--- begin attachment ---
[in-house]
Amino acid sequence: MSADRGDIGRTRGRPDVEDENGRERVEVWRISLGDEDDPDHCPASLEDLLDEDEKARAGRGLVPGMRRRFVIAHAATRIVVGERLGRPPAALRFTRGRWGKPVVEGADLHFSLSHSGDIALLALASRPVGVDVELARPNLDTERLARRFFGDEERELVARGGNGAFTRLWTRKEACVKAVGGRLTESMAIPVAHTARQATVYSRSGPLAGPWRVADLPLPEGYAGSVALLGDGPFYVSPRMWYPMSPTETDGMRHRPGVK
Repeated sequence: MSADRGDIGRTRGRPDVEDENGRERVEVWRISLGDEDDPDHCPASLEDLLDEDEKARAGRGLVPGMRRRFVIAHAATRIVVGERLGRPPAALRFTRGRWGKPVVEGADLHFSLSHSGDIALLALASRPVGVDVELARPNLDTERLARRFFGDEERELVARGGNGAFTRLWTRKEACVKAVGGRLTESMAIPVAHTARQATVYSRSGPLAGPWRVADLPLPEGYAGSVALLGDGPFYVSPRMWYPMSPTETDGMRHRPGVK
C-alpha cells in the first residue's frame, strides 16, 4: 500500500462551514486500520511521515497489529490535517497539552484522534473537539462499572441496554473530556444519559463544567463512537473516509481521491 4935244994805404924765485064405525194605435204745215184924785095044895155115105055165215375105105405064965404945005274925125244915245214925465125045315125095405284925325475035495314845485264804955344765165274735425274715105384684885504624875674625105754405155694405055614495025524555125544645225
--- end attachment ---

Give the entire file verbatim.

[in-house]
Amino acid sequence: MSADRGDIGRTRGRPDVEDENGRERVEVWRISLGDEDDPDHCPASLEDLLDEDEKARAGRGLVPGMRRRFVIAHAATRIVVGERLGRPPAALRFTRGRWGKPVVEGADLHFSLSHSGDIALLALASRPVGVDVELARPNLDTERLARRFFGDEERELVARGGNGAFTRLWTRKEACVKAVGGRLTESMAIPVAHTARQATVYSRSGPLAGPWRVADLPLPEGYAGSVALLGDGPFYVSPRMWYPMSPTETDGMRHRPGVK
Repeated sequence: MSADRGDIGRTRGRPDVEDENGRERVEVWRISLGDEDDPDHCPASLEDLLDEDEKARAGRGLVPGMRRRFVIAHAATRIVVGERLGRPPAALRFTRGRWGKPVVEGADLHFSLSHSGDIALLALASRPVGVDVELARPNLDTERLARRFFGDEERELVARGGNGAFTRLWTRKEACVKAVGGRLTESMAIPVAHTARQATVYSRSGPLAGPWRVADLPLPEGYAGSVALLGDGPFYVSPRMWYPMSPTETDGMRHRPGVK
C-alpha cells in the first residue's frame, strides 16, 4: 500500500462551514486500520511521515497489529490535517497539552484522534473537539462499572441496554473530556444519559463544567463512537473516509481521491 4935244994805404924765485064405525194605435204745215184924785095044895155115105055165215375105105405064965404945005274925125244915245214925465125045315125095405284925325475035495314845485264804955344765165274735425274715105384684885504624875674625105754405155694405055614495025524555125544645225